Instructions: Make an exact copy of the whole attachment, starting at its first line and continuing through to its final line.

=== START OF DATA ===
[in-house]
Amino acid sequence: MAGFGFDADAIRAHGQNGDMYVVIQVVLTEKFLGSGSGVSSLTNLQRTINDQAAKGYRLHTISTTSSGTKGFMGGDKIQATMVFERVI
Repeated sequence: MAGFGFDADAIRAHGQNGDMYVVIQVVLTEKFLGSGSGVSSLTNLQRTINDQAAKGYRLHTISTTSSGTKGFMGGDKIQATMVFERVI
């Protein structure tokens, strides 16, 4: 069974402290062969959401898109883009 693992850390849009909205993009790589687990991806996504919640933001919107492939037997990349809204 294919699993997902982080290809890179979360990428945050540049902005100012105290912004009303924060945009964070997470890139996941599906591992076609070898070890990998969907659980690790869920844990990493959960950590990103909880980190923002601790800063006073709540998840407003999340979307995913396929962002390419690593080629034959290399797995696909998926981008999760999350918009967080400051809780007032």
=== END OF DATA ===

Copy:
[in-house]
Amino acid sequence: MAGFGFDADAIRAHGQNGDMYVVIQVVLTEKFLGSGSGVSSLTNLQRTINDQAAKGYRLHTISTTSSGTKGFMGGDKIQATMVFERVI
Repeated sequence: MAGFGFDADAIRAHGQNGDMYVVIQVVLTEKFLGSGSGVSSLTNLQRTINDQAAKGYRLHTISTTSSGTKGFMGGDKIQATMVFERVI
């Protein structure tokens, strides 16, 4: 069974402290062969959401898109883009 693992850390849009909205993009790589687990991806996504919640933001919107492939037997990349809204 294919699993997902982080290809890179979360990428945050540049902005100012105290912004009303924060945009964070997470890139996941599906591992076609070898070890990998969907659980690790869920844990990493959960950590990103909880980190923002601790800063006073709540998840407003999340979307995913396929962002390419690593080629034959290399797995696909998926981008999760999350918009967080400051809780007032």